In many ways, science fiction grew because man had reached a point where he could adequately understand the implications of not only his own actions on the world around him, but the interactions of the natural world on man. When Shelly released her book, the word ‘scientist’ had not yet even been coined. Until that time, science had been a philosophical interpretation of the natural world. Chemistry was still a part of the ancient tradition of alchemy, Darwin had yet to establish the foundations of evolutionary biology. Man realized natural occurrences, but did not have the grasp to explain them. For these reasons, much of the natural world was misunderstood, and horror played off of that skepticism. Only as science began to grow did the opportunities for science fiction open up.
Consequently, you can look at science fiction as the modernization of horror. At its roots it has many similarities with horror, but mankind’s improved understanding pushes the branches higher. There is still a point at which we find ourselves peering into the unknown, but it is getting further and further away. Consider how works of science fiction half a century ago may seem dated based on our understanding of the natural world today. Classic horror fiction, on the other hand, is timeless. The effectiveness of horror is not dependent on human comprehension of abnormal occurrences. Actually it thrives on our inability to explain the unexplainable, and further emphasizes that fact by embracing the unnatural.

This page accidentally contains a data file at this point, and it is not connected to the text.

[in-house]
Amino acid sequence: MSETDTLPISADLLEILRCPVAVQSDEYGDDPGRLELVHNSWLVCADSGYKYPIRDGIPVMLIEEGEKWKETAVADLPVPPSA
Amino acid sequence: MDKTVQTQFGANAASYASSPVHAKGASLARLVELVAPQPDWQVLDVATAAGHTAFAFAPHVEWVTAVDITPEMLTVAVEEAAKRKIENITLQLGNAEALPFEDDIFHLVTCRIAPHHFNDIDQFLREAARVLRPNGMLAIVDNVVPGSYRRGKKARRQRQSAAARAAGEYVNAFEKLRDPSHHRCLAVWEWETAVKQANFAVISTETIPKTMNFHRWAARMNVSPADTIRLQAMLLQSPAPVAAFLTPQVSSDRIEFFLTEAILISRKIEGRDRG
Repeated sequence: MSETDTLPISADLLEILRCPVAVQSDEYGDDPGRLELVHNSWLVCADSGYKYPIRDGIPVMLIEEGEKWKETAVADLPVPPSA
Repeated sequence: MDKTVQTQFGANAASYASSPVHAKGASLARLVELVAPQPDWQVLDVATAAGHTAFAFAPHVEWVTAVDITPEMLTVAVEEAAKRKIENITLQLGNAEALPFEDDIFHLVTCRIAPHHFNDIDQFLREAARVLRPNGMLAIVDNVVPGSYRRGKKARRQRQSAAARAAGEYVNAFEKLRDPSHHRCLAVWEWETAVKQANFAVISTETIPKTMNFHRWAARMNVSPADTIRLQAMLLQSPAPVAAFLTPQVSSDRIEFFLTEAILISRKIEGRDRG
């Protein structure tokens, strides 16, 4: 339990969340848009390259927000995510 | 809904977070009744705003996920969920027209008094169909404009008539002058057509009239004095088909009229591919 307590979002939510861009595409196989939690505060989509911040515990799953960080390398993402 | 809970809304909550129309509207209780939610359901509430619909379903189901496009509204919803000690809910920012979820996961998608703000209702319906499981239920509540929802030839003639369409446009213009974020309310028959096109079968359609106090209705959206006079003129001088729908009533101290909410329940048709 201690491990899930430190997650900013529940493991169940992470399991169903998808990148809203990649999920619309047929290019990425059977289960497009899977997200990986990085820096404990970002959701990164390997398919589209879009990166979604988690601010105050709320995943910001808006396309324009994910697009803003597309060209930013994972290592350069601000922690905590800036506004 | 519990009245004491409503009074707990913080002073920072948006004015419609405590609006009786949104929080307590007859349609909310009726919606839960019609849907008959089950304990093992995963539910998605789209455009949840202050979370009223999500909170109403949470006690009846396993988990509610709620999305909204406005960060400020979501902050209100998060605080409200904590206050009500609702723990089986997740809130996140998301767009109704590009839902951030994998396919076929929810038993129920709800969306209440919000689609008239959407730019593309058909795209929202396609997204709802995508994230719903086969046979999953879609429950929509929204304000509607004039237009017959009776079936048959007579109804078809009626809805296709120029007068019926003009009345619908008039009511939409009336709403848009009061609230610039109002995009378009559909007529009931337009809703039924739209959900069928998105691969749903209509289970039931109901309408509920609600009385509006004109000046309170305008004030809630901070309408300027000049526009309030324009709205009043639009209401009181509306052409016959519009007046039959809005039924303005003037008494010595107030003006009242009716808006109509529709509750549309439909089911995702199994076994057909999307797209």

The point is that science fiction is supposed to be frightening, but it isn’t to the extent or the intention of horror. Both genres come from a place where they want to examine the causes of our fear. Both genres find fear in places of the unknown, but the location of those unknown places is where the difference in the genre lies. Horror finds the unknown in our most immediate perspective. It feasts on our base motivations and drives. Science fiction looks above our knowledge. It follows the strands of our knowledge to locate the loose ends, and exploits them.